Volkswagen Tiguan updated with plug-in hybrid and 316bhp R variants
Volkswagen has launched a significantly updated version of its Tiguan SUV, including a 243bhp plug-in hybrid model. The range, which goes on sale this autumn, has also been supplemented by a new 316bhp R variant.
First to reach the UK showrooms will be the top-selling petrol and diesel engines — including the 1.5-litre TSI and 2.0-litre TDI engines — with the new R model arriving before the end of the year. The Tiguan eHybrid PHEV will go on sale at the beginning of 2021.
It's worth highlighting that in 2019, more than 900,000 Tiguans were built, making it the best-selling car in the entire VW Group. So getting this update correct is a critical moment for the company. The first images show VW designers appear to have hit the nail on the head. The new front-end brings the SUV closer to the rest of the VW family, while the bumpers and trim have been tidied up to keep ensure the 2020 Tiguan is fresh from all angles. It’s also impossible to miss the new, bold brand design and badging.
The eHybrid PHEV combines a 1.4-litre TSI petrol engine and 13kWh battery pack — the same combo as found in the Golf Mk8 PHEV — and offers up to 31 miles of zero-emission electric range.
The power combination is impressive too, with both sources delivering a combined output of 243bhp. Significantly, when the PHEV starts with a full charge, it does so in E-Mode as VW aims to reduce local emissions. The system also allows the Tiguan to travel at speeds of up to 81mph in electric-only mode.
Powered by a revised 2.0-litre turbocharged four-cylinder petrol engine delivering 316bhp, the Tiguan R is, in essence, a rebodied version of the recently revised Cupra Ateca. Worth highlighting though that as VW sits above Seat in the Group pecking order, the Ateca ‘only’ gets 296bhp.
There’s no doubting the looks of the Tiguan R, with its aggressive exterior styling package and unique 21-inch alloys. There’s also four-wheel drive as standard, adaptive suspension and bigger brakes. Just for good measure, the options list includes an Akrapovic exhaust system and a new, seven-stage configurable traction control system.
Significantly, VW engineers have added a torque vectoring system to the Tiguan R’s four-wheel-drive chassis; the tech can send up to 100 per cent of the engine’s power to the outside wheels when cornering.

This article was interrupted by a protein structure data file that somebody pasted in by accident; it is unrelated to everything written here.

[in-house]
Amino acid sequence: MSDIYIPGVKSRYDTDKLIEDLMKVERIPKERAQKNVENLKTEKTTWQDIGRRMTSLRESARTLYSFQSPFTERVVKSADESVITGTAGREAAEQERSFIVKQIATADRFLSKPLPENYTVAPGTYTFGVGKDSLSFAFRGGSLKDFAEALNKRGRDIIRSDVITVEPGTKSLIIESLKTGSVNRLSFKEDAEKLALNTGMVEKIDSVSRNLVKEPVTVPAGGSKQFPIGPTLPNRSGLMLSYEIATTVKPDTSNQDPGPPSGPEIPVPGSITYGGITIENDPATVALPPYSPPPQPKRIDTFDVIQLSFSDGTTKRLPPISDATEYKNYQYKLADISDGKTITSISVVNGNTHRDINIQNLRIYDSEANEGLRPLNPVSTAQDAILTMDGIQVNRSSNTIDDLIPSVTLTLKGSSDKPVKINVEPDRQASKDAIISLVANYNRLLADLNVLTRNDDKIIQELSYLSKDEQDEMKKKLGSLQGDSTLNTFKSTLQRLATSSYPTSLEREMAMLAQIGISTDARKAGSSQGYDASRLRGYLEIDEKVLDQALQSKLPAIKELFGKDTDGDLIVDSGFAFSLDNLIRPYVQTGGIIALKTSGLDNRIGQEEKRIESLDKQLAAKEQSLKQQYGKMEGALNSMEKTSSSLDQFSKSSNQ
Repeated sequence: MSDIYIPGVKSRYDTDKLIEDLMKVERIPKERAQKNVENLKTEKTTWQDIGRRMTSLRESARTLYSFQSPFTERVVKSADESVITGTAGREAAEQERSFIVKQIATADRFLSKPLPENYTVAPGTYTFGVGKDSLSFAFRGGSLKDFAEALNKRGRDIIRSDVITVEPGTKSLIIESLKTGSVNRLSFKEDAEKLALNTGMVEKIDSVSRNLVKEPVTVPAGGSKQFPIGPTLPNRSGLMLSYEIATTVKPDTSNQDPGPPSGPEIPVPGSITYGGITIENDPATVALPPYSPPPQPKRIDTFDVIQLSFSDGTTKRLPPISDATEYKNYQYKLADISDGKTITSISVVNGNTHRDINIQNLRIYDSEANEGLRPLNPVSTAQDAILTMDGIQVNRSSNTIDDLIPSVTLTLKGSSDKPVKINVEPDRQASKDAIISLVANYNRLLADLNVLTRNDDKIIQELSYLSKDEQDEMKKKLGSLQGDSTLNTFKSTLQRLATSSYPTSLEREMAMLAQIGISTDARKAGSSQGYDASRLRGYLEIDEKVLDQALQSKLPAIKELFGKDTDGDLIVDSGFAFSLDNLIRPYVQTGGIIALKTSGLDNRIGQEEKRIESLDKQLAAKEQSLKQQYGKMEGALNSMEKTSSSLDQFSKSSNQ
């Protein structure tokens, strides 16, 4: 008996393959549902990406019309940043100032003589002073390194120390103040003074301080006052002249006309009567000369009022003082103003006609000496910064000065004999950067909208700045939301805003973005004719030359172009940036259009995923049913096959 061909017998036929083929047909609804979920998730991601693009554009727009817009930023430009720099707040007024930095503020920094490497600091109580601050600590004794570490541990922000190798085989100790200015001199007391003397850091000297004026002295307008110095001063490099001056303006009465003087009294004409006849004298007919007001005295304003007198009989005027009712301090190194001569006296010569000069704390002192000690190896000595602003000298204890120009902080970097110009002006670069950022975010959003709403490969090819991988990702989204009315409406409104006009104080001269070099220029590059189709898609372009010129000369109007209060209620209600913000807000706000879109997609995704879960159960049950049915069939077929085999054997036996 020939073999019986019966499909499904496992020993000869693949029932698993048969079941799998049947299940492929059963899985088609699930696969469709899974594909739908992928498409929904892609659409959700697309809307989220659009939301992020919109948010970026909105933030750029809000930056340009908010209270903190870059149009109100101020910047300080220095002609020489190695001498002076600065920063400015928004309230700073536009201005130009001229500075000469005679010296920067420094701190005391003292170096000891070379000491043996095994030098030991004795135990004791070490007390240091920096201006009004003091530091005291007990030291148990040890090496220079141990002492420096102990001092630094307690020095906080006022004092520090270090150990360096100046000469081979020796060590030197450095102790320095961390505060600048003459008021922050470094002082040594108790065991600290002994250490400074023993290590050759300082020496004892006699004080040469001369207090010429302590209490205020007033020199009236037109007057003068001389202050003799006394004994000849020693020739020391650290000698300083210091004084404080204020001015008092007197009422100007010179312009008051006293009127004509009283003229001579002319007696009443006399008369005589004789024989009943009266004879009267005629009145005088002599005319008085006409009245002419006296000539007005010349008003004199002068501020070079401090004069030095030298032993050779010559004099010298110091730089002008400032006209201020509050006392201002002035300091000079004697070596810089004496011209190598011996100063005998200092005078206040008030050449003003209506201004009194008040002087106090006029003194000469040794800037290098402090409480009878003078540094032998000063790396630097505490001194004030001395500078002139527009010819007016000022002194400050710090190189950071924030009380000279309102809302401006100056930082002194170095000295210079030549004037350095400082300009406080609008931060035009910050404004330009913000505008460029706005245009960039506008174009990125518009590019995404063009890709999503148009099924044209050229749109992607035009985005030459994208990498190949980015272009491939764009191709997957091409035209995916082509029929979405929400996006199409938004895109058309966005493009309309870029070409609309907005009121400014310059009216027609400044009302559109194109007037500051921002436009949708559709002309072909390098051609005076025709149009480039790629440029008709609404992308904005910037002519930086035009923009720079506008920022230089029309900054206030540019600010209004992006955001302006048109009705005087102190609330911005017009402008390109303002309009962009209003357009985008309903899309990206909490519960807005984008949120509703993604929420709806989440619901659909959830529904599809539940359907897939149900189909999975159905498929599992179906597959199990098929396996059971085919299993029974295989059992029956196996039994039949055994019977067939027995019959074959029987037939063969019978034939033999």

Styling and interior updates
This is no mild, midlife facelift; the cosmetic changes to the 2021 Tiguan are significant as VW has striven to tie the SUV’s styling in with that of the new Golf Mk8 hatchback. As a result, the Tigaun now boasts the same winged LED headlamps, broad bumper intakes, and radiator grille as the hatchback. To further enhance the Tiguan’s looks, there’s also a new bonnet, LED tail lights and tweaked rear diffuser.
Inside the cabin the driver gets a new sports steering wheel with touch-sensitive controls, plus there’s new capacitive buttons for the air conditioning and ventilation systems. The options list now also includes a 480-watt 10-speaker Harman/Kardon surround sound system and a configurable ambient lighting system.
The updated Tiguan also gets VW’s latest MIB3 infotainment system; this now includes a 10-inch digital instrument cluster and a central infotainment screen in either 6.5, 8 or 9.2-inch sizes. Apple CarPlay and Android Auto connectivity are now also supported by the system, as is support for natural voice commands.
As you would expect, safety technology is also high on the list, with the Tiguan now adding predictive adaptive cruise control, lane-keeping assist and front assist. There’s also VW’s new Travel Assist semi-autonomous driving function; this can assume control of the vehicle’s steering, acceleration and braking on the motorway at speeds up to 130mph.
While Volkswagen has yet to confirm the full engine line-up for the Tiguan, like the Ateca it’s fair to assume the range will include VW’s stable of petrol and diesel powerplants.
Expect the entry-level model to get VW’s turbocharged 1.5-litre four-cylinder unit, delivering 148bhp and 184lb ft of torque. A six-speed manual gearbox will be standard, though a seven-speed dual-clutch automatic will be on the options list.
A less powerful version of the Group’s 2.0-litre four-cylinder petrol engine, delivering 187bhp and 236lb ft of torque, will sit below the ‘halo’ R model. Likely the 187bhp version will only be available with a seven-speed DSG and 4WD.
Diesel lovers are likely to get a choice of 2.0-litre four-cylinder engines. The 148bhp variant will certainly be in the range, though VW has yet to announce whether it will be supplemented by the 187bhp and 237bhp diesel engines of its predecessor.
Trim and specification
Buyers will be able to choose from four trim levels: a base-model, the mid-range Life, comfort-focused Elegance and sporty R-Line. Autonomous emergency braking, a multifunction steering wheel and LED headlamps will be standard across the range.
The new Life spec replaces the outgoing Match trim, and adds roof rails, adaptive cruise control, automatic air conditioning, main-beam assist, and 17-inch alloys.
Buyers stepping up to the Elegance gain silver roof rails and an electrically opening and closing boot lid. The range-topping sport-focused R-Line gets figure-hugging sports seats, a sporty body kit, a new heated sports steering wheel.
Standard kit on both the Elegance and R-Line includes a larger infotainment system, a digital gauge cluster, a heated steering wheel and Matrix LED headlamps.